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Monsters of Men
We knew all about him. He lived on top of the solitary hill and we lived below, safe from “the man”. It was second nature for us to stay away. Ever since he had moved into our neighborhood eons ago, people changed. Fear became a daily routine, like brushing your teeth. We were told to stay away and stay away we did.
However there were always those of us (me included) who would walk by the house on our way home from school (on the other side of the hill) and stop, stare, then slowly begin striding and later sprinting, all the while spiting syllables speedier than you could speak. Secrets mostly, about “the man” in the house. He was a neighborhood legend really.
When he first moved into the neighborhood decades ago, one of the neighbors, Mrs. Doughtery, I think it was, saw him come out of the house, clanking to the mailbox, then pausing to wind a metal gear on his left leg, after which he slid out the mail and clanked back to his house, turned his face towards Mrs. Doughtery, and smiled. She screamed; he had a metallic eye and nose. He quickly clanked into his house and slammed the door behind him.
“The man” was half machine half man.
Not a cyborg mind you, but a machine, without a personality or emotions, but one with gears and springs and those types of things.
He was the curse befallen on our neighborhood. And from that day on no one ever saw him. His lights would never be on at night, and the house seemed as empty as death itself.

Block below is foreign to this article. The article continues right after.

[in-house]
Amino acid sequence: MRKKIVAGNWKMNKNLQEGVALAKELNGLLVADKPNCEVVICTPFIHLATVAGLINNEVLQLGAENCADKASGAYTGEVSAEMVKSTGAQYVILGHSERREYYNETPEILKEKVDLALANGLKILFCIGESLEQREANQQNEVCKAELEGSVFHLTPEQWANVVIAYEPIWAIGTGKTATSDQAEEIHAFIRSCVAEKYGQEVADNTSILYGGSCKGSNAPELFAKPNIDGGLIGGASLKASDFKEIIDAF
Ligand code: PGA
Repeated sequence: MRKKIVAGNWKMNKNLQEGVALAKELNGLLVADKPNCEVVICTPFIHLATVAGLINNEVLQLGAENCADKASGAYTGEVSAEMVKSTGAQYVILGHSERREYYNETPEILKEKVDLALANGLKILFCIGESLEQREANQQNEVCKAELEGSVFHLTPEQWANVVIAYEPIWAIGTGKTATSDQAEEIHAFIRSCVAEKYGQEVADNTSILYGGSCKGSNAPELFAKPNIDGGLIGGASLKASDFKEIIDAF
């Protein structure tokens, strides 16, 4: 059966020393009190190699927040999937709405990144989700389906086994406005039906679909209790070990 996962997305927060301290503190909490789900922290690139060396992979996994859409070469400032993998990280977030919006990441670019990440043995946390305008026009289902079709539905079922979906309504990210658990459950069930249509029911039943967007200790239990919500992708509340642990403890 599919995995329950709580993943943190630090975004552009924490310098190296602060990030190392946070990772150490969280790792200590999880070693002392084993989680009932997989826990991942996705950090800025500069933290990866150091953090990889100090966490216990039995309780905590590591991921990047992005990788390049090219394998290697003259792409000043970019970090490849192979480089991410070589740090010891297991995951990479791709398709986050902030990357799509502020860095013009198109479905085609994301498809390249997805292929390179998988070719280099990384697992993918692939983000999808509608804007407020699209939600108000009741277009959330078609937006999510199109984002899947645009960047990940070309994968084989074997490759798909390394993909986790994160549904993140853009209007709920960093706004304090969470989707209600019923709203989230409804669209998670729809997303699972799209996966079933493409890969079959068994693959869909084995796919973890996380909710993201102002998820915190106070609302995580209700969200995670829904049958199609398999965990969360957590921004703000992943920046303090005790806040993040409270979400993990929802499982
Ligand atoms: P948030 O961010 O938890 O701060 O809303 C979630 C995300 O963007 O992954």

He was the talk of the neighborhood forever. We joked and teased him, naming him “the machine man” and claiming that he had probably killed some inventor to get ahold of the machine, a replacement for the limbs he had lost in battle. Some even claimed that his heart was made out of cold steel metal, unchanging or compassionate. To us he was as famous as the Lock Ness Monster. Maybe grander even, because of all the mysteries surrounding him.
On Halloween night, when we were all stimulated from the candy, we made a bold, presumptuous move. We had to know what he looked like to us, we had to find him for ourselves.
We marched up the solitary hill, our footsteps matching our pounding hearts, beating ever louder as we approached the residence. Ten feet, eight, five, two…we were at the door.
“Well go on.” Someone said. Reluctantly, I rang the bell. An owl hooted in response, but nothing stirred.
“Open the door.” I wrenched the icy knob as quick as I could and the door screamed and jumped open. We stood, frozen as we came vis-à-vis with…darkness. Puzzled, we crept into the building.
“Where do you suppose he is?” We all shrugged.
We went from room to room, flashlights in hand and costumes adorned, seeking the legend. It wasn't until we came to the bedroom that we found out the truth.
In the bedroom was a black coffin, dust an inch thick coated it. We crept up to the coffin, cautiously and carefully, caught the clasps. The coffin opened and inside lay a pile of bones with a picture of a man sitting at a desk, working on some kind of machinery. We flipped the picture over and read the inscription:
First prototype for the disabled
And now it was clear, “the man” wasn't a machine, but an inventor, trying to help someone else. We were the monsters, the creatures who had built him up only so he could keep us entertained. We were the monsters, with our machinations and fantasies. That was us. We knew all about him. Or so we thought.